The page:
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#11
03-22-2012, 10:19 PM
 steveb Senior Member Join Date: Jul 2008 Location: New England, USA Posts: 2,431

Quote:
 Originally Posted by amilton542 The video is called 'Einstein's Big Idea' which is a breakdown of scientific breakthroughs leading upto his famous formula ... However, the chapter '2 is for squared' and the work Émilie du Châtelet did makes my problem more clear. Steveb I would be grateful if you could view this ten minute chapter of the video and explain in more detail. The chapter '2 is for squared' begins at 54:36 and goes on for approximately ten minutes.
Thanks for posting the video. I watched the whole thing and found it educational, interesting and entertaining. I especially enjoyed seeing my heros (Faraday, Maxwell and Einstein) come to life.

I'm not sure of what to say about that section of the video, but I can make an attempt as follows.

My best interpretation is that we need to realize that Newton and the scientists of his day did not have our perspective on Newton's laws of mechanics. There is no doubt that Newton fully understood his own laws, but how these laws interface with all other physics that we know today is something that he could not know about. In a sense, he invented the first reasonably complete theory of mechanics, and it was difficult to link this theory with other areas of science. He had no knowledge of theories of relativity, quantum mechanics and electrodynamics, nor did he live to see the Hamiltonian and Lagrangian formulations of his own laws. Hence, the fact that Newton and Leibniz might not see eye-to-eye on the importance of kinetic energy versus momentum is perhaps not too surprising.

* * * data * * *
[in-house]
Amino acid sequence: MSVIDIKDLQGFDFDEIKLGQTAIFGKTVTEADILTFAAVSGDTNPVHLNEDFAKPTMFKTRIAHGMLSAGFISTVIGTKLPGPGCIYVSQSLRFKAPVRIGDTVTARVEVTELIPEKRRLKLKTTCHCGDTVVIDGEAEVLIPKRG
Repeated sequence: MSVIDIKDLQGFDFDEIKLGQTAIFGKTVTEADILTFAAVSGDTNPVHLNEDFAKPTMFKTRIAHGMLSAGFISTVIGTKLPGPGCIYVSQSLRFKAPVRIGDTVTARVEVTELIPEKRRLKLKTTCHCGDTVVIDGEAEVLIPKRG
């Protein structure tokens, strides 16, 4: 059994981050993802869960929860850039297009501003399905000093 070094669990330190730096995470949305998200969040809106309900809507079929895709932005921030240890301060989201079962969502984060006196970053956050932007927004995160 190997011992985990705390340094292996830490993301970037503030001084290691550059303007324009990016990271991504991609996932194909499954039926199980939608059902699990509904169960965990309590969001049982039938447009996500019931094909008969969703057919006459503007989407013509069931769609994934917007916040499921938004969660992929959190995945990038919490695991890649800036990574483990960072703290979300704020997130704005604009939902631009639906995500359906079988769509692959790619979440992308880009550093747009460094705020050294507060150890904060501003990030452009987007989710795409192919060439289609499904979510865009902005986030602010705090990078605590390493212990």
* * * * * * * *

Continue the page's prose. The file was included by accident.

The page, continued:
We now readily think about and understand the concept of energy. We know that for the many experiments energy is conserved and mass is conserved independently. We also know that other experiments can show that mass and energy can be converted and are in a sense different forms of the same thing.

Apparently, Newton did not think from the same point of view, even though his laws of mechanics had the concept of energy embedded within them without doubt. Is seems Newton viewed momentum (mv) as the more important quantity of interest, while Leibniz recognized kinetic energy (mv^2/2 or mv^2 or anything proportional to v^2) as an important characteristic of a body. In some sense this comes down to semantics. Newton was not really saying that mv is energy, but most likely was just saying that mv is important to consider when looking at interactions. In reality both are equally important, so maybe the video is giving a biased view of what the debate is about. Fundamentally, momentum and energy are both conserved and are both important quantities to consider. Indeed, modern relativity theory links both of these into one 4-vector indicating that our perception of these quantities depends on our frame of reference.
 The Following User Says Thank You to steveb For This Useful Post: amilton542 (03-23-2012)
#12
03-23-2012, 12:23 AM
 amilton542 Senior Member Join Date: Nov 2010 Posts: 388

@ Steveb

Thank you for your generous interpretation. Me, myself, also enjoyed the video and I now fancy the actor who played Émilie du Châtelet.

As a reward for my gratitude, you will recieve new bedsheets of your named 'heros' through the post in the next few days.
#13
03-25-2012, 07:14 PM
 panic mode Senior Member Join Date: Oct 2011 Location: Mississauga, Ontario Posts: 1,095

Quote:
 Originally Posted by K7GUH OK, guys, now that you're squared away, how do you explain the formula for the volume of a sphere?
it is actually very simple, in fact you get formula for any shape - using calculus.
the key idea is to divide object into many small pieces and 'count them up'.
the smaller the pieces (use limit), the more accurate sum. this is what integrals are - sums when 'pieces' are infinitely small.

area is square function, volume is cubic... cube of side a has volume a^3 etc. there may be some other scaling factors involved (like 4pi/3) but ultimately volume is cubic (in volume equation for sphere it is r^3).

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